Skip to content
Breaking News Alert Lawsuit: Michigan Secretary of State Broke The Law With Rogue Restrictions On Poll Challengers

Republicans Should Bring Back College Debt Bankruptcy, And Here’s Why

Bankruptcy for college debt with a clawback provision would help align the financial interests of colleges and their students.

Share

For the last several years, Democrats have been running on wiping out student loan debt at taxpayer expense. On Aug. 24, President Biden finally bowed to the pressure and announced he will unilaterally “forgive” up to $20,000 worth of debt for some borrowers.

Republican candidates have generally had little to say on the subject other than to reject the government giveaway, but the problem of crippling debt remains for many Gen-Zers, Millennials, and Gen-Xers. Republicans may well be losing winnable votes over this issue, and if no plan is put forward, we can expect Democrats will eventually win the day.

What should Republicans do to address the student loan crisis? It is very simple: bring back bankruptcy for student debt for those who cannot repay their loans after several years of good-faith efforts and require that colleges repay half of their students’ discharged debt.

Nearly every college in the country accepts federal money, and if they wish to continue receiving this funding, colleges should be willing to assist in cleaning up the mess that so many of them helped create. 

Fifty years ago, college debt was readily dischargeable in bankruptcy; but since then, Congress and the courts have made it more and more difficult to discharge student debt. It is past time to reverse course.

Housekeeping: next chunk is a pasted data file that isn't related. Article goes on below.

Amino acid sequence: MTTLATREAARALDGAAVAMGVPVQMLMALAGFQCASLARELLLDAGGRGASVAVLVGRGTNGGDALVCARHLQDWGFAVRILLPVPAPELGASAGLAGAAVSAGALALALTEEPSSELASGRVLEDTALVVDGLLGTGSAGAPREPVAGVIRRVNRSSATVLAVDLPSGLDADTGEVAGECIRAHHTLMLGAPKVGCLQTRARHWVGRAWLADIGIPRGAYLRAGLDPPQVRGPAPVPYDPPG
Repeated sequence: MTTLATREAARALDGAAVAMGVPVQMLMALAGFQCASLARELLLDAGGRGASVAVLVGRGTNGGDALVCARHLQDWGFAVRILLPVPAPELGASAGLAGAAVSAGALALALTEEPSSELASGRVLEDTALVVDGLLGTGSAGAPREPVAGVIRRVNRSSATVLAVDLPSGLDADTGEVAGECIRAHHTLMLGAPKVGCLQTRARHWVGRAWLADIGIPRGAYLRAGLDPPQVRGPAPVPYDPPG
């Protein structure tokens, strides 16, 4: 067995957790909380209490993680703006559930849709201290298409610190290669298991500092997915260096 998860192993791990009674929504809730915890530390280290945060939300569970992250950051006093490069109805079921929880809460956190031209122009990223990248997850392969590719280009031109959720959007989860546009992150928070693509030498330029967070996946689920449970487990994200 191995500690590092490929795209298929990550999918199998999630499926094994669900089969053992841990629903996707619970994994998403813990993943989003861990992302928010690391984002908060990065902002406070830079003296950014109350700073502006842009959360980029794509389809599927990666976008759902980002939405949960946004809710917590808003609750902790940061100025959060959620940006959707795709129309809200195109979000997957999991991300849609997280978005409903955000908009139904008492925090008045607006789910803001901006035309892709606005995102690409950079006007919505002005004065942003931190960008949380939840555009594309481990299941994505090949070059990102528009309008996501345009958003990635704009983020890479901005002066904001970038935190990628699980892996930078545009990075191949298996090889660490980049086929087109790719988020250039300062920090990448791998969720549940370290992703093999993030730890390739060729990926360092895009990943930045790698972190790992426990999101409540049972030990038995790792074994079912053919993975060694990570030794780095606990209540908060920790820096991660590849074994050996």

How big is the student debt crisis? Nearly 48 million Americans owe money on student loans; more than 45 million of them owe the federal government. A U.S. News poll from earlier this year found that 37 percent could not afford to make payments on these loans. Another 27 percent said they could barely afford to make their payments. If this poll is accurate, more than 15 million borrowers cannot repay their loans, and 9 million can barely afford their loan payments.

In addition to helping individual borrowers, bankruptcy for student debt would benefit American society. The U.S. News poll also found that 37 percent of those with student debt were putting off a home purchase, 32 percent were putting off saving for retirement, 19 percent were putting off starting a family, and 18 percent were putting off marriage.

Once freed from their debts, these college graduates would have an easier time settling down, starting and raising a family, and buying a home or starting a business. All of these outcomes benefit society at large and increase the likelihood that a person will hold conservative views.

Why should colleges be required to repay a portion of their students’ discharged debt? In addition to the fact that colleges have profited handsomely from the student debt crisis, they have also kept crucial pieces of information from students and parents. For example, most colleges do not disclose the average salary earned by graduates of the institution’s various degree programs. Furthermore, colleges routinely issue intentionally confusing financial aid award letters that make it difficult to discern how much a year of college costs and how much of the aid package consists of loans that must be repaid. So it should not be at all surprising when young people make poor choices based on incomplete data.